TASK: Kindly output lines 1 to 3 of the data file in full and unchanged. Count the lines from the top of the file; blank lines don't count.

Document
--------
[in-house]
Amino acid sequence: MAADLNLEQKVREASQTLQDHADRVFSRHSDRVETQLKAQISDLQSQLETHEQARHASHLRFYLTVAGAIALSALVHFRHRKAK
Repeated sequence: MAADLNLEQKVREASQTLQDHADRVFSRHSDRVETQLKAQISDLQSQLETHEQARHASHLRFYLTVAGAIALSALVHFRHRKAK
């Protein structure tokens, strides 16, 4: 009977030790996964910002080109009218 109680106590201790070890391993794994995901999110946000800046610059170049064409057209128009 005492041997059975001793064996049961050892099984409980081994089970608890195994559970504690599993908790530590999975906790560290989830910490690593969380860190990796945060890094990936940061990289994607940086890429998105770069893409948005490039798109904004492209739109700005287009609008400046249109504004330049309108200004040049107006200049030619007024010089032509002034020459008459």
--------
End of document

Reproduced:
[in-house]
Amino acid sequence: MAADLNLEQKVREASQTLQDHADRVFSRHSDRVETQLKAQISDLQSQLETHEQARHASHLRFYLTVAGAIALSALVHFRHRKAK
Repeated sequence: MAADLNLEQKVREASQTLQDHADRVFSRHSDRVETQLKAQISDLQSQLETHEQARHASHLRFYLTVAGAIALSALVHFRHRKAK